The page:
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Burnham v. Evangelitis

United States District Court, D. Massachusetts

September 21, 2018




         Petitioner, Arthur Burnham filed a pro se petition for habeas corpus pursuant to the Antiterrorism and Effective Death Penalty Act (AEDPA), 28 U.S.C. § 2254. (Docket No. 1). The petition is verbose, disorganized, rambling, and at times incoherent. Petitioner challenges his confinement at Worcester County Sheriff's Office for a number of reasons including objections about his right to counsel, motion practice in his state criminal proceedings, his own civil litigation, and the venue of his trial. Respondent, Sheriff Lewis Evangelidis, moves to dismiss on the grounds that Petitioner fails to state a claim upon which relief can be granted. For the reasons stated below, Respondent's motion (Docket No. 9) is granted.

         Standard of Review

         A defendant may move to dismiss, based solely on the complaint, for the plaintiff's “failure to state a claim upon which relief can be granted.” Fed.R.Civ.P. 12(b)(6). To survive a Rule 12(b)(6) motion to dismiss, a complaint must allege “a plausible entitlement to relief.” Bell Atl. Corp. v. Twombly, 550 U.S. 544, 559 (2007). Although detailed factual allegations are not necessary to survive a motion to dismiss, the standard “requires more than labels and conclusions, and a formulaic recitation of the elements of a cause of action will not do.” Id. at 555. “The relevant inquiry focuses on the reasonableness of the inference of liability that the plaintiff is asking the court to draw from the facts alleged in the complaint.” Ocasio-Hernandez v. Fortuno-Burset, 640 F.3d 1, 13 (1st Cir. 2011).

         In evaluating a motion to dismiss, the court must accept all factual allegations in the complaint as true and draw all reasonable inferences in the plaintiff's favor. Langadinos v. American Airlines, Inc., 199 F.3d 68, 68 (1st Cir. 2000). It is a “context-specific task” to determine “whether a complaint states a plausible claim for relief, ” one that “requires the reviewing court to draw on its judicial experience and common sense.” Ashcroft v. Iqbal, 556 U.S. 662, 679 (2009) (internal citations omitted). “[W]here the well-pleaded facts do not permit the court to infer more than the mere possibility of misconduct, the complaint has alleged-but it has not ‘show[n]'-that the pleader is entitled to relief.” Id. (quoting Fed.R.Civ.P. 8(a)(2)). On the other hand, a court may not disregard properly pled factual allegations, “even if it strikes a savvy judge that actual proof of those facts is improbable.” Twombly, 550 U.S. at 556.

         Because Plaintiff appears pro se, we construe his pleadings more favorably than we would those drafted by an attorney. See Erickson v. Pardus, 551 U.S. 89, 94 (2007). Nevertheless, Plaintiff's pro se status does not excuse him from complying with procedural and substantive law. See Ahmed v. Rosenblatt, 118 F.3d 886, 890 (1st Cir. 1997).


         “Since the beginning of this country's history Congress has, subject to few exceptions, manifested a desire to permit state courts to try state cases free from interference from federal courts.” Younger v. Harris, 401 U.S. 37, 43 (1971). Thus, “a federal court must abstain if (1) there is an ongoing state judicial proceeding involving the federal plaintiff that (2) implicates important state interests and (3) provides an adequate opportunity for the federal plaintiff to assert his claims.” Colonial Life & Accidental Ins. Co. v. Medley, 572 F.3d 22, 26 (1st Cir. 2009). Here, there is an ongoing state judicial proceeding in the Worcester Superior Court. Additionally, the proceeding implicates important state interests as Petitioner has been charged with numerous felonies including Secreting/Throwing/Launching/Placing Explosives in violation of Mass. Gen. Laws c. 268, § 102A. Finally, Petitioner has adequate opportunity to raise his federal claims in the state proceeding.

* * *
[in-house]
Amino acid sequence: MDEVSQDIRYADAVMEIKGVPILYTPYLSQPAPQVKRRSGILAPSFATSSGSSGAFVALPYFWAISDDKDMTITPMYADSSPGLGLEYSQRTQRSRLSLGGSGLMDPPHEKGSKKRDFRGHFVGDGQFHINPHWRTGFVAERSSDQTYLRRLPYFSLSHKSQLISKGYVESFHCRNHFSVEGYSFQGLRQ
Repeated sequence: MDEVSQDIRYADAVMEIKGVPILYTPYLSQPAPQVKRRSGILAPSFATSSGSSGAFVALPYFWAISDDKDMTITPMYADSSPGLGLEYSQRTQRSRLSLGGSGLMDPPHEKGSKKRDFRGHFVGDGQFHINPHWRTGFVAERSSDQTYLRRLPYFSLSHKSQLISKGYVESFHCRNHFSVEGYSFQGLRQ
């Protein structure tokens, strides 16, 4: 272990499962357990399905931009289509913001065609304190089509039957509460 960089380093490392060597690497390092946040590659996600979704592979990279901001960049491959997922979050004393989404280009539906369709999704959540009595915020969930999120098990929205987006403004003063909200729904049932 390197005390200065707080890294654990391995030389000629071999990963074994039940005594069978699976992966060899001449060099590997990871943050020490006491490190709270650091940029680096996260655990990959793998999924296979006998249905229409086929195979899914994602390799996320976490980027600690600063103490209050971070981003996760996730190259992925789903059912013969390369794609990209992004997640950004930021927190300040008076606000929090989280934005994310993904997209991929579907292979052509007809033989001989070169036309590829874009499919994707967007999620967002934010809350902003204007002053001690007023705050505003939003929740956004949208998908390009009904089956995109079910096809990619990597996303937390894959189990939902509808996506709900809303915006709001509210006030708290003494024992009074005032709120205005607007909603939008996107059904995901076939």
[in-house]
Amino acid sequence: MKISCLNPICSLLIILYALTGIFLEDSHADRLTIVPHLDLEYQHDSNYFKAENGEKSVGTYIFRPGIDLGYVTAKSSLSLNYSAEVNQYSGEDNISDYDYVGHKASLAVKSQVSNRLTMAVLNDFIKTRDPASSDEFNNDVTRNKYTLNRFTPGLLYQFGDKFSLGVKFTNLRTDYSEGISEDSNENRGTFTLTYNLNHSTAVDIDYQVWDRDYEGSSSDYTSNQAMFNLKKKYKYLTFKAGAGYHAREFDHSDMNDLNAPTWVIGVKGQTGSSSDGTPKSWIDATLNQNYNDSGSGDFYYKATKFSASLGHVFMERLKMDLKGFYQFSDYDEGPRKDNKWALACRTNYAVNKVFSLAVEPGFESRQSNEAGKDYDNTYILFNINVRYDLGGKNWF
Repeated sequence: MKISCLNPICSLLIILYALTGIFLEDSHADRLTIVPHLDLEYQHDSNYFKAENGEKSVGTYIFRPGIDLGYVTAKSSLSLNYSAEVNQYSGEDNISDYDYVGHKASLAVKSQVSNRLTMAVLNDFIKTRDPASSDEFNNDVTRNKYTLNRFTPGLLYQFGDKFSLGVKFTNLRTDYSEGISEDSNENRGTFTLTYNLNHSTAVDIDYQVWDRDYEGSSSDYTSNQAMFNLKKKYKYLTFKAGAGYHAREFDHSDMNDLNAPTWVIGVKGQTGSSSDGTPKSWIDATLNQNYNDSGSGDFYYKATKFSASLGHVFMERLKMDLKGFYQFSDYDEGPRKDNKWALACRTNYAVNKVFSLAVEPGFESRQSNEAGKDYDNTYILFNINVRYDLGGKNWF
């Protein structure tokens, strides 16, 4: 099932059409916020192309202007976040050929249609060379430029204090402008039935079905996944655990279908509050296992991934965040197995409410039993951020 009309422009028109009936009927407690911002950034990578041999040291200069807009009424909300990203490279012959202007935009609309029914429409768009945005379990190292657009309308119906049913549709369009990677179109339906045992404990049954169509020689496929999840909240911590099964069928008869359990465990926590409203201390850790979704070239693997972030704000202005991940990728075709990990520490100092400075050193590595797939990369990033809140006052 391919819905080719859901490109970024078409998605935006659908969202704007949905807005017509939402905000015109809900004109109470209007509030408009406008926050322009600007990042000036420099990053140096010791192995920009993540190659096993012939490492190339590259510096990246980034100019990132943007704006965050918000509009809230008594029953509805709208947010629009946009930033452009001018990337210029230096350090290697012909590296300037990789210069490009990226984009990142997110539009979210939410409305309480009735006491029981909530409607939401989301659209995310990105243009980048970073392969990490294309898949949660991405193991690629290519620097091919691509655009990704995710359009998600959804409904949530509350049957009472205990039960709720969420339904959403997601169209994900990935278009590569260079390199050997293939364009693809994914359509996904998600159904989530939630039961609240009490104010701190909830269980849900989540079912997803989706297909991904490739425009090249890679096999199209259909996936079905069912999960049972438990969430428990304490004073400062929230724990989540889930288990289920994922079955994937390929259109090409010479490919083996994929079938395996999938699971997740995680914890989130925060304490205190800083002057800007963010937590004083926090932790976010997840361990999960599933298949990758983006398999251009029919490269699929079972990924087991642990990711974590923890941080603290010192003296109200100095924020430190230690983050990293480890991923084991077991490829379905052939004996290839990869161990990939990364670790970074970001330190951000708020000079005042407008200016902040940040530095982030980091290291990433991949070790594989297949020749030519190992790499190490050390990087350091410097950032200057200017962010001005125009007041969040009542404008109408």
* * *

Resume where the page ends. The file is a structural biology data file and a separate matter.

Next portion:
In addition, federal courts may only enjoin state criminal actions “under extraordinary circumstances where the danger of irreparable loss is both great and immediate.” Younger, 401 U.S. at 45. Petitioner has failed to demonstrate this precondition for habeas relief. Petitioner sites a variety of grievances regarding his state proceeding such as the disagreements with appointed counsel, losing pretrial motions, and the venue of his trial. The Court in Younger, however, noted that “the cost, anxiety, and inconvenience of having to defend against a single criminal prosecution, could not by themselves be considered irreparable in the special legal sense of that term.” 401 U.S. at 46. Instead, “the threat to the plaintiff's federal protected rights must be one that cannot be eliminated by his defense against a single criminal prosecution.” Id. Petitioner fails to demonstrate irreparable loss or that he is “threatened with any injury other than that incidental to every criminal proceeding brought lawfully and in good faith.” Id. at 47.


         For the reasons stated above, Petitioner has failed to plausibly demonstrate that he is entitled to habeas relief. Therefore, Respondent's motion to dismiss (Docket No. 9) is granted.

         SO ...

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